The Third Side Of Lee Trevino
Continued (page 2 of 2)
"Listen," Lee said. "St. Jude's is the best. Everything they need to treat these sick kids is right on site: surgery, radiation, chemotherapy, physical therapy, everything. The families actually move down there while this goes on. And it's free. St. Jude's is the best, but they have one rule: They want the kid from the minute they're diagnosed. If you're in the middle of treatment somewhere else, they won't take you, because they want to treat them their own way and track them from day one. They never violate that rule."
"Well, I guess we won't be going to St. Jude's," I said.
Lee put his arm around me. "I want you to know something. My whole career, I've had only one charity, and it's St. Jude's. I won the St. Jude's tournament three times, and I've done a lot for them down there. I don't talk about it, but let's just say I've done a lot for my favorite charity over the years."‘Lee's eyes started To well up. He hugged me tighter.’
Now Lee's eyes started to well up. He hugged me tighter. "I don't know if you're happy with the care you're getting up here or whether you have good insurance. Treating cancer isn't cheap. But listen: If you want to take your kid down to St. Jude's, I'll make a phone call. I'll ask them to help us. They have that rule, but if they don't break that rule for me after all I've done for them, well then, they've lost Lee Trevino."
I broke down over that. All of the fear and tension I'd concealed over the last month to be strong came pouring out of me. In that time of crisis, many people had rallied with support. But having Lee Trevino on my kid's side was something else again. For him to stick his neck out like that, and immerse himself in something so unpleasant for someone he saw twice a year, was profound. At that moment, under the shade of that big oak tree, Lee was like a spiritual being. All the energy, determination and force of will that had lifted him from abject poverty to become one of the great athletes of all time was now focused on my sick child. He exuded power, understanding, kindness and anger at the injustice of it all. I'd known about the two sides of Lee Trevino, and now I was experiencing that wondrous third side. Lee was transformed into a warrior angel eager to lift a terrible, swift sword against something evil, with all his might and no reservations.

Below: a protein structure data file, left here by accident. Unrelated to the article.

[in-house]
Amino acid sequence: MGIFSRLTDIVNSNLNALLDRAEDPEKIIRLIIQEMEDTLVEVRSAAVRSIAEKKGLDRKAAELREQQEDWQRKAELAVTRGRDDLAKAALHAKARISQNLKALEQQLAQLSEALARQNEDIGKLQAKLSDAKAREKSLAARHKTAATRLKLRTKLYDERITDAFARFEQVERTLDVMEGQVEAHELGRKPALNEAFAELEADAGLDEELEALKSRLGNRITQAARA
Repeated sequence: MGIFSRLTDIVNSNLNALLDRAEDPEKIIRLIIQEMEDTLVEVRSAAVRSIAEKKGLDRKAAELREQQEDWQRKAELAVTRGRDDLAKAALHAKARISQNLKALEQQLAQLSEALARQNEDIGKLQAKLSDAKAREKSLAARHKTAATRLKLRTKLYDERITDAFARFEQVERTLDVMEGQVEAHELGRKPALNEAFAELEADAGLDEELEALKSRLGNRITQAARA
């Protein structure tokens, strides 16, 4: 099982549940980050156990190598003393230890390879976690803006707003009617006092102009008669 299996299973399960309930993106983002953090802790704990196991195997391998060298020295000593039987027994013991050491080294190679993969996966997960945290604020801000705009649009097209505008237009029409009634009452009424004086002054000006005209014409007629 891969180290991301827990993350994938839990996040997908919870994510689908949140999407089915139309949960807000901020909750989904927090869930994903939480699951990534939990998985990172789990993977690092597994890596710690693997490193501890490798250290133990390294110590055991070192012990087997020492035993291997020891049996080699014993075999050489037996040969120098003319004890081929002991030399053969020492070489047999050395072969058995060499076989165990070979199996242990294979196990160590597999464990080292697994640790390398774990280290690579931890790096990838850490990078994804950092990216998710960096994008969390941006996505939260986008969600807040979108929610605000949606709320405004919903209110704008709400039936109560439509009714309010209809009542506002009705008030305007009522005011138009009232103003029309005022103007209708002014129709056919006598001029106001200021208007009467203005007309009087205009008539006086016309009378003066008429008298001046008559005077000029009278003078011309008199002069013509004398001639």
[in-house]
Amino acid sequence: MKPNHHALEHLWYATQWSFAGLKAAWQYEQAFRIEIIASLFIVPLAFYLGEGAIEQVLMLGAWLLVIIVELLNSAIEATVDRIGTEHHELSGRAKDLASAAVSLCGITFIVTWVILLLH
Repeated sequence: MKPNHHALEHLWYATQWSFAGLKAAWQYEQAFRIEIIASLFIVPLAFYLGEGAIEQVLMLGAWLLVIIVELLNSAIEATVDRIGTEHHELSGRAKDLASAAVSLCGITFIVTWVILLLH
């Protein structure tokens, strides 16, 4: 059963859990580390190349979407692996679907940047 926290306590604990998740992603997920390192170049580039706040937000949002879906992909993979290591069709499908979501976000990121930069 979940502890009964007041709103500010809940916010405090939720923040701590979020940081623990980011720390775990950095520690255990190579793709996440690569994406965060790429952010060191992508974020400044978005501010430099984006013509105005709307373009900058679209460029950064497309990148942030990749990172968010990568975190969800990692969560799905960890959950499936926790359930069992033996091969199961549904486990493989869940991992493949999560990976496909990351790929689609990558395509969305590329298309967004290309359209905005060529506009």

"We'll get her better," Lee murmured, patting my shoulder, "We'll get her better. There now, partner, it'll be all right. We'll get her better."
It wasn't necessary for me to call Lee, and who knows if St. Jude's could have accommodated such an awesome request, even from him. My daughter survived, and despite some scares and setbacks, is with us still. Today, with sufficient time having passed that I can look back on those first dark days without my stomach churning all over again, I realize it wasn't just luck and the skill of many doctors that helped my child and our family survive. Prayers helped, too, and I've always believed that the magical third side of Lee Trevino was the greatest prayer of all.